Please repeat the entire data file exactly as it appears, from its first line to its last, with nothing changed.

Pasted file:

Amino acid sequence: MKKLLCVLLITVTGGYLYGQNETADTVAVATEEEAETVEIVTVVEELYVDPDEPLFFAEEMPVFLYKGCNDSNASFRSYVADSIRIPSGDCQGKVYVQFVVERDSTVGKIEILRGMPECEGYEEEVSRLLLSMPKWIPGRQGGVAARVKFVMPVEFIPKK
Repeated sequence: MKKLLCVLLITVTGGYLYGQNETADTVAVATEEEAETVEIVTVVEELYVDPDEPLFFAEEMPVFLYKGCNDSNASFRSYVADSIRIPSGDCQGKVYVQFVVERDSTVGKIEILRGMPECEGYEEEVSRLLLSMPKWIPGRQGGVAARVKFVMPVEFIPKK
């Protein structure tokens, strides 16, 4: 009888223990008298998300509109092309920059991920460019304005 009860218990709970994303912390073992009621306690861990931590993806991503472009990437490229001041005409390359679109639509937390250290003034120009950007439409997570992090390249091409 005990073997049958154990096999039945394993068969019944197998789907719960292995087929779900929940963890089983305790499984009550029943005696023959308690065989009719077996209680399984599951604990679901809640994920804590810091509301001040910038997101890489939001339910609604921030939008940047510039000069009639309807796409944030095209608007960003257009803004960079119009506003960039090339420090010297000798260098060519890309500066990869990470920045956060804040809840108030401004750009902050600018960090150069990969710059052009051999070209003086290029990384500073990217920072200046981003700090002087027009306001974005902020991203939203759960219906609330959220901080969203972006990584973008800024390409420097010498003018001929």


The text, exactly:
Amino acid sequence: MKKLLCVLLITVTGGYLYGQNETADTVAVATEEEAETVEIVTVVEELYVDPDEPLFFAEEMPVFLYKGCNDSNASFRSYVADSIRIPSGDCQGKVYVQFVVERDSTVGKIEILRGMPECEGYEEEVSRLLLSMPKWIPGRQGGVAARVKFVMPVEFIPKK
Repeated sequence: MKKLLCVLLITVTGGYLYGQNETADTVAVATEEEAETVEIVTVVEELYVDPDEPLFFAEEMPVFLYKGCNDSNASFRSYVADSIRIPSGDCQGKVYVQFVVERDSTVGKIEILRGMPECEGYEEEVSRLLLSMPKWIPGRQGGVAARVKFVMPVEFIPKK
């Protein structure tokens, strides 16, 4: 009888223990008298998300509109092309920059991920460019304005 009860218990709970994303912390073992009621306690861990931590993806991503472009990437490229001041005409390359679109639509937390250290003034120009950007439409997570992090390249091409 005990073997049958154990096999039945394993068969019944197998789907719960292995087929779900929940963890089983305790499984009550029943005696023959308690065989009719077996209680399984599951604990679901809640994920804590810091509301001040910038997101890489939001339910609604921030939008940047510039000069009639309807796409944030095209608007960003257009803004960079119009506003960039090339420090010297000798260098060519890309500066990869990470920045956060804040809840108030401004750009902050600018960090150069990969710059052009051999070209003086290029990384500073990217920072200046981003700090002087027009306001974005902020991203939203759960219906609330959220901080969203972006990584973008800024390409420097010498003018001929």